Journal List > Kosin Med J > v.28(1) > 1057008

Jeong, Ham, Jo, Sin, Heo, and Rim: Extended Spectrum β-lactamase–producing E. coli-related Nosocomial Peritonitis Treated Successfully with Meropenem in a Patient on Peritoneal Dialysis


Peritonitis is a common and potentially serious infection in patients undergoing continuous ambulatory peritoneal dialysis (CAPD). The most common organisms usually associated with CAPD peritonitis are Staphylococcus aureus and Staphylococcus epidermidis. Rarely, aerobic gram negative bacilli have been the causative agents of CAPD peritonitis. The treatment of CAPD peritonitis requires removal of the peritoneal catheter and treatment with parenteral antibiotics active against the causative pathogen. While hospitalized for CAPD peritonitis, a 55-year-old man on CAPD had nosocomial peritonitis secondary to infection by ESBL–producing E. coli, that was sensitive to imipenem and meropenem. He was treated successfully with a 4-week course of intraperitoneal meropenem therapy without subsequent relapse, loss of peritoneal catheter, ultrafiltration failure, or dialysis inadequacy.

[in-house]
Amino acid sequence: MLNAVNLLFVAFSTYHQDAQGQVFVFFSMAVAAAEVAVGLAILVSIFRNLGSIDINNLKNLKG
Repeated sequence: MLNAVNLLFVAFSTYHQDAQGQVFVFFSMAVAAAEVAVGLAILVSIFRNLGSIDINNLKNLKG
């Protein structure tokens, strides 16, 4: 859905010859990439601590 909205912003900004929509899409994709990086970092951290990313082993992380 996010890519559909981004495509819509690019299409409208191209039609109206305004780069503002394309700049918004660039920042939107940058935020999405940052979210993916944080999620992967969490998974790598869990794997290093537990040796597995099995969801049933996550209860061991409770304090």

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Fig. 1.
The clinical evolution of hospital course (x axis is admission date. y axis is dialysate WBC count).
Table 1.
Sensitivity pattern for extended spectrum β-lactamase Escherichia coli strain
Sensitivities Antibiotic MIC (μg/mL)
Sensitive Imipenem < 1
Meropenem < 0.25
Intermediate Amoxicillin 16
Persistant Piperacillin > 1.28
Ampicillin > 32
Cefoxitin > 64
Cefotaxime > 64
Ceftazidime > 4
Cefefime > 8
Aztreonam > 16
Levofloxacin > 8

ESBL, extended spectrum β-lactamase; MIC, minimum inhibitory contraction

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